Vole population sizes and calves per female reindeer varied extensively over the study period. The estimated vole population size fluctuated between 0 and 286 individuals with no evidence of population cycles, while calves per female reindeer varied between 0.16 and 0.80 (figure 1a). The fluctuations in vole population size and calves per female reindeer were highly congruent (figure 1b; r = 0.95, p < 0.001). This suggests that both the reindeer and vole population were responding to a common environmental stimulus in this high Arctic ecosystem.
ROS had a strong negative effect on both vole population sizes (figure 1c and table 1) and calves per female reindeer (figure 1d and table 1). The lowest observations of vole population sizes and calves per female reindeer were all associated with more than 15 mm ROS (figure 1c,d). When the effect of ROS was controlled for statistically there was little evidence for a negative effect of previous year's population size on vole population sizes (table 1), but a clear effect of previous year's reindeer population size on calves per female reindeer (table 1). The full models had high R2-values (table 1), however there was still evidence for additional unexplained covariance between the species in the residuals from these models (r = 0.75, p = 0.005).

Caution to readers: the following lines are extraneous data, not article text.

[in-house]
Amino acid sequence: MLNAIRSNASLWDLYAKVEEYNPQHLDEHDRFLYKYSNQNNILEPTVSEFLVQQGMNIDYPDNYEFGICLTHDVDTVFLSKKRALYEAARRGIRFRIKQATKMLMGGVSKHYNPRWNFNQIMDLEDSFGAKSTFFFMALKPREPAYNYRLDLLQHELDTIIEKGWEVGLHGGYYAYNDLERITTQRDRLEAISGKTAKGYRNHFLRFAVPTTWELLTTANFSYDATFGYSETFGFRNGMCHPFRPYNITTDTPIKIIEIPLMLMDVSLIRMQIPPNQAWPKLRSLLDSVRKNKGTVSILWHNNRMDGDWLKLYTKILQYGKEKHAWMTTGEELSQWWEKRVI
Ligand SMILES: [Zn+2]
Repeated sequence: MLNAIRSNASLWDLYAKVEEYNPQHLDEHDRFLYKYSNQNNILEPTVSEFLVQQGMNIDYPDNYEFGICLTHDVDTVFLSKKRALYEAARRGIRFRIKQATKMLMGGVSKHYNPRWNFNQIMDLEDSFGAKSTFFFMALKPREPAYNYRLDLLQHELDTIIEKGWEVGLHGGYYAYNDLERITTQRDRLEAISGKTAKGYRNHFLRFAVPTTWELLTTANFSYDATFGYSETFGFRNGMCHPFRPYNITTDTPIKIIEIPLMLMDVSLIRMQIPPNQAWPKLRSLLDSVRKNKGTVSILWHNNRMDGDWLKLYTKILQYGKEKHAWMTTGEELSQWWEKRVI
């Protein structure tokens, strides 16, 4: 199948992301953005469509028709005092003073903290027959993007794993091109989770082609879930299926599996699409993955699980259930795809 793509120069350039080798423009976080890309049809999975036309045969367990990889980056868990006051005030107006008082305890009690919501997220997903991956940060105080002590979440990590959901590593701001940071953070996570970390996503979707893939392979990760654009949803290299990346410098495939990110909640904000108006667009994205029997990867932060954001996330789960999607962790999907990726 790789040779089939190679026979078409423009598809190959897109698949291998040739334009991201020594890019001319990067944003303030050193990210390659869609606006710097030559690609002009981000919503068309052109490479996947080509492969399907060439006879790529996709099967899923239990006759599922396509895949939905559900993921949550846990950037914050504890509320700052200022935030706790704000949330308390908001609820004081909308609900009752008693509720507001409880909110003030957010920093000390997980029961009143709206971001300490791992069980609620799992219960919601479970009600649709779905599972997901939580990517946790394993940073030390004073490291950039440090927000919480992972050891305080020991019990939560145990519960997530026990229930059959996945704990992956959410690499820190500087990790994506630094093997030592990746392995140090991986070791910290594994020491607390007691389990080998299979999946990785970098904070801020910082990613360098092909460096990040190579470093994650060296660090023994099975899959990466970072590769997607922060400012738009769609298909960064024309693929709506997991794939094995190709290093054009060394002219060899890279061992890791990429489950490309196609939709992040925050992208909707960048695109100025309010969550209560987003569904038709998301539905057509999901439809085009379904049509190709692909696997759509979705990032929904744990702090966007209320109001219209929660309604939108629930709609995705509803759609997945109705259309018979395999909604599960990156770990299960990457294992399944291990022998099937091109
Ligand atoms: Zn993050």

This study demonstrates a strong population dynamic synchrony between voles and reindeer in a high Arctic ecosystem that is predominantly due to the extent of joint climatic forcing. Ground ice caused by ROS events has previously been shown to affect reindeer , while there has been less evidence for an effect on high Arctic small rodents . Our study is the first to show a strong impact on both ecosystem components in the same arctic ecosystem. Climate change is expected to increase the frequency of ROS events in large parts of the Arctic [22,26] and our results suggest that these extreme weather events might increasingly become a main determinant of the structure and functioning of arctic ecosystems.